Abel to Yzerman
by IwoCPO on 11/16/06 at 11:05 AM ET
Ted Kulfan reports the Wings should be healthy and happy for tomorrow’s game in Calgary. He says Williams, Kronwall, Holmstrom and Osgood should all be “available.” Frankly, I don’t buy that. I didn’t buy it when he said Kronwall’s injury was minor, after sitting out the entire third period against Nashville, and I don’t buy the fact that all four injured players are going to return on Friday.
What I do buy, and the subject is touched on by all three Deep Diggers this morning, is that this team is far different than any we’ve seen in Detroit since before the Yzerman era. Little star power, lots of hustle and playing a brand of hockey similar to some of our rivals of the last twelve years: Dallas in ‘98, Jersey ‘95, Calgary ‘04, Anaheim
, errrr…‘03 (Thanks Earl).
Ted Kulfan/Detroit News
“A hard-working team,” said Draper, adding other characteristics of the red-hot Wings. “Our goaltending is very good. Teams have tried to be physical against us, but we’ve answered that.
“We don’t have big, tough guys, but we play hard and compete every night. We have speed. We don’t rely on one line to carry this team. That’s the important thing. Different guys are chipping in every night, and that’s the way we’re winning.”
Recently, someone (oh yeah, it was me) said that referring to the Wings as a “puck possession” team is an easy label and one that no longer strictly applies the way it has in recent years. Frankly, it’s kind of a slap in the face and it always has been. It got to the point the last few seasons that when we read quotes from opposing players there was always a line missing. Like: “They’re a great puck possession team…but they play like a bunch of school girls.”
Helene St. James/Detroit Free Press
“We say we’re a puck-possession team, but we’ve changed that quite a bit over the past year and a half,” defenseman Chris Chelios said. “We play a system where the forwards really have to come back hard. It makes it tough for them to create offense on the rush. We get a lot of help on defense from the forwards and I’m sure it’s tough—our transition game isn’t what it was last year.”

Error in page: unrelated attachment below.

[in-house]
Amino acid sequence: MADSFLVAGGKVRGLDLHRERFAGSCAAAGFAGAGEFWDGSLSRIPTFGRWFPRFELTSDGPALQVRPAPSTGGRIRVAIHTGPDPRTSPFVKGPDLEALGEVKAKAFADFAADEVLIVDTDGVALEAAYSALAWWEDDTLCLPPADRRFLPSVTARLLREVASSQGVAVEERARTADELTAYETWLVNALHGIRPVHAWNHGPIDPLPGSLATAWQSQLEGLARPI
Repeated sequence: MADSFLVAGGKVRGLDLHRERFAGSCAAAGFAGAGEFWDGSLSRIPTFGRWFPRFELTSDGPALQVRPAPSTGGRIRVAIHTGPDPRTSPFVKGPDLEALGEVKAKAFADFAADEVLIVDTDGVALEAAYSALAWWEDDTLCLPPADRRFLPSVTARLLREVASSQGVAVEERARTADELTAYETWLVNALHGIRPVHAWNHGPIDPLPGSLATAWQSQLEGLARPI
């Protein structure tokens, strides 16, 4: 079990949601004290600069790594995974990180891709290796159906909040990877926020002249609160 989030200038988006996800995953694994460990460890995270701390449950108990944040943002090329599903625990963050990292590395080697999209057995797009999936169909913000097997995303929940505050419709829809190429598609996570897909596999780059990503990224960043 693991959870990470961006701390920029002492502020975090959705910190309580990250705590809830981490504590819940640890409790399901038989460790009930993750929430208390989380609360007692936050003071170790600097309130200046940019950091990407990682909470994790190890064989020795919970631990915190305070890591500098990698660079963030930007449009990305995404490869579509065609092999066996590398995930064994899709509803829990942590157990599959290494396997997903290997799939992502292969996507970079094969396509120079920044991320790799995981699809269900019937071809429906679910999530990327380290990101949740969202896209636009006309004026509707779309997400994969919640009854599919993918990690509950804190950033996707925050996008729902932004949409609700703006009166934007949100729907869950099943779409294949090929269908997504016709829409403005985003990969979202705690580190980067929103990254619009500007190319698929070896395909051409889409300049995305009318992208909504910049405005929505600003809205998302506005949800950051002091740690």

Yep, now there’s the rub. With this commitment to grit and defense, the offense is suffering. We knew that would happen and it’s a concession that seems acceptable in mid-November, in the midst of a franchise-best winning streak. And, that will be solved once the power play gets going. This five-on-five behavior is the type successful playoff teams exhibit. In other words, Babcock likes what he’s seeing and nothing’s going to change at even strength. Goals will come when the power play comes around, and it will.
Babcock’s quoted by Khan(!) as saying the team is playing well now, but “I think we’re going to get a lot better.’‘
And yes, he means the power play.
Finally, a jab from Gramps that arrived in my inbox last evening.
Those wannabe GM’s, you remember the ones that insisted if Luongo, and Willie Mitchell weren’t wearing the winged wheel by training camp, that Ken Holland’s head be delivered Rumsfeldlike on a silver platter. Where are these guys now? Oh, that’s right…They are bragging about the Wings as if they had something to do with it.
While we are on the subject: Gerbers gerbils in HockeyTown are still chirping (you did mention chipmunks) away about how he could win us a Stanley Cup. Go figure….
Apply to any of you? Raise your hand if it does. Mine can’t possibly be the only one up there.
Be the first to comment.
Add a Comment
Please limit embedded image or media size to 575 pixels wide.
Most Recent Blog Posts
About Abel to Yzerman
Welcome to Abel to Yzerman, a Red Wing blog since 1977. No other site on the internet has better-researched, fact-laden and better prepared discussions than A2Y. Re-phrase: we do little research, find facts and stats highly overrated and claim little to no preparation. There are 19 readers of A2Y. No more, no less. All of them, except maybe one, are juvenile in nature. Reminding them of that in the comment section will only encourage them to prove that. Your suggestions and critiques are welcome: email@example.com